FOR a runner, Alex DeVinny wasn't all that skinny on the day that she won a state track title in 2003. At 17, she was 5-foot-8 and weighed 125 pounds.
LOOKING FOR CLUES Alex DeVinny, above, was a state track champion in Racine, Wis.
Few people watching her run the 3,200 meters in 10 minutes 53 seconds would have guessed that she had had symptoms of an eating disorder since age 9 and that she had yet to start menstruating. Her coach didn't know. The college recruiters certainly did not know.
She was never going to run for those colleges. The summer after she won the title, Ms. DeVinny, from Racine, Wis., began to run even harder and eat even less. When she came out for cross-country in the fall, she looked frail and underweight. Her coach was concerned enough to prevent her from competing in several meets, but he allowed her to do two-thirds of her training. He never asked about her menstrual periods and did not know about her anorexia.
Ms. DeVinny sneaked in extra workouts, but her dazzling window of athleticism had already begun to close. "Her body kind of broke down during her senior year," said her sister Gabby Fekete, 27. "She had lived on adrenaline."
Last March, Ms. DeVinny died from cardiac arrest related to her starvation. She was 20 and weighed roughly 70 pounds.
Looking back, her coach, Dan Jarrett, questions himself. "I did not understand how someone with anorexia would be capable of making decisions that weren't in their best interest," he said. "I totally failed to grasp what it meant." He is so troubled by her death that he has since quit
"Nothing makes me madder than when I go to an N.C.A.A. meet and I see girls who look like a skeleton and are in a school uniform," said Karen Harvey, a cross-country coach at the University of Illinois.
The problem may be a reluctance by many coaches — even women — to ask about menstrual cycles.
Coaches also need to know that losing the menstrual cycle is not normal. "What we know from research is that women can exercise as much as they want, they can run 100 miles a week and if they fuel themselves properly, they will have normal periods," Dr. Hoch said.
The loss of menstruation is often a symptom of under-eating, which sometimes is a result of an eating disorder.
"Running is a magnet for eating-disorder patients and people who run to lose weight," said John Mead, a director of the eating disorder program at Rush University Medical Center in Chicago.
For runners without eating disorders, under-eating may simply be a failure to increase calories with higher training loads. In this case, the triad is an informational problem that requires "convincing these kids they're not going to be able to increase their weight with fruit and low fat yogurt," said Dr. Margot Putukian, the director of athletic medicine at Princeton University. They need to eat more substantial food.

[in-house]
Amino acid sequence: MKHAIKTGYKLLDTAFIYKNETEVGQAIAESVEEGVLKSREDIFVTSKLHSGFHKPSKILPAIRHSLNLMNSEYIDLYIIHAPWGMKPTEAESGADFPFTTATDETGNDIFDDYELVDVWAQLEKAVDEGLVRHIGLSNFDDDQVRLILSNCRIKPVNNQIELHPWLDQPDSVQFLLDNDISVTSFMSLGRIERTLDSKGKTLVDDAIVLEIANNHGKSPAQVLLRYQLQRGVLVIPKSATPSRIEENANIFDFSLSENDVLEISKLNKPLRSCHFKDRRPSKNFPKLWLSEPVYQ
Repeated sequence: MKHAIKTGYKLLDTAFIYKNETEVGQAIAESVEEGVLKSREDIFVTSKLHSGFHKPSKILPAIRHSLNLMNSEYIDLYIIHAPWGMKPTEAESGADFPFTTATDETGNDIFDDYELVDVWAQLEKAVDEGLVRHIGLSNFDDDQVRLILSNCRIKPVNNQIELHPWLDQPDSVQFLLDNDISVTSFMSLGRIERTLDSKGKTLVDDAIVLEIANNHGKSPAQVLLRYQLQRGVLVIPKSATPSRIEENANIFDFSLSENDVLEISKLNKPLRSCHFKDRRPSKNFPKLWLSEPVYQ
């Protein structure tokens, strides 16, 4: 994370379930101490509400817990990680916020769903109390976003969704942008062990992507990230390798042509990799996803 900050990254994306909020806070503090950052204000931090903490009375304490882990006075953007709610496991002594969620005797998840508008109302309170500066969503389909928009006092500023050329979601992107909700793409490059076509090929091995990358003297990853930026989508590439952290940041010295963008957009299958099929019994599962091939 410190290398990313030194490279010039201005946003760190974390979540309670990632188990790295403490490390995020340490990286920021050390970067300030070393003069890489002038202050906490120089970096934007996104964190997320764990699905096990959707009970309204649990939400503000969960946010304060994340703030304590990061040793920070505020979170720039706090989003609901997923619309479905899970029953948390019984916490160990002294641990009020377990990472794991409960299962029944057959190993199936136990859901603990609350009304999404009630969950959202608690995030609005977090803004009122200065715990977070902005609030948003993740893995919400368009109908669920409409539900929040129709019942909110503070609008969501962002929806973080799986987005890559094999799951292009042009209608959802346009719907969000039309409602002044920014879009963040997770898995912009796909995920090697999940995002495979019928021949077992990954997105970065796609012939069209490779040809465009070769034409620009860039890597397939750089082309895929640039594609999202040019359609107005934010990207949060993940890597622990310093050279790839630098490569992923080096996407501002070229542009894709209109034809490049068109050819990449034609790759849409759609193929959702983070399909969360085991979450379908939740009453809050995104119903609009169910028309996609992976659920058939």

In high school, Emily Brown, 22, lost her period for six months. But lately Ms. Brown, who has increased her mileage as a member of the cross-country team at the University of Minnesota , menstruates normally. How? She eats more.
Having a vigilant coach like Gary Wilson has also helped. A team doctor asks athletes about their periods. Later Mr. Wilson also asked. "To make kids feel comfortable I'm not the first to talk about it," he said. Amenorrhoeic athletes are referred for tests, which can include measuring bone density.
Other programs also are proactive. "I tell my athletes you need to tell me when you lose your cycle," said Ms. Harvey, the coach at Illinois. If a runner reports they haven't had their period in months, than they are referred for nutrition counseling and screenings, which may include blood work and bone scans. Ms. Harvey also looks for signs of an eating disorder, including brittle hair, emaciation, "always talking about food."
But even with screenings, some competitive runners still end up suffering the consequences of under-eating. When Julia Stamps-Mallon, from Santa Rosa, Calif., was winning three state high school cross-country titles, her parents made sure she had bone scans and met with a nutritionist because they worried she would get stress fractures. She was not menstruating at the time, but she knew few runners who were. "If someone had a normal cycle, it would be odd," said Ms. Stamps-Mallon, 27.
In college, a scan showed that her bones were thinning, and team-appointed nutritionists had her drinking Ensure to gain weight. Within a year, the base of her spinal column broke mid-run and a fall from a skateboard shattered her leg. Finally, Ms. Stamps-Mallon said, she "saw what a problem osteoporosis is."
Wake-up calls aren't always so glaring. Sometimes coaches have to act on a hunch if they suspect that an athlete is restricting calories. "We say, 'We're not going to run you if you're not a healthy person,' " Mr. Wilson said. "That doesn't mean we won't help you. I'll get you help and sit on the bench alongside you, but we're not going to run you if you're anorexic or bulimic.' "
Doug and Lana DeVinny wish that the coach had told their daughter not to train. When asked whether they wish they had stopped her, Mr. DeVinny is moved to tears. "We never said 'you can't run,' " he said. "We begged her, but especially after she turned 18, it just became really hard."
I can't believe this. A refusal to ask about menstrual cycles is so prevelant, people die? Jesus. We need to grow up.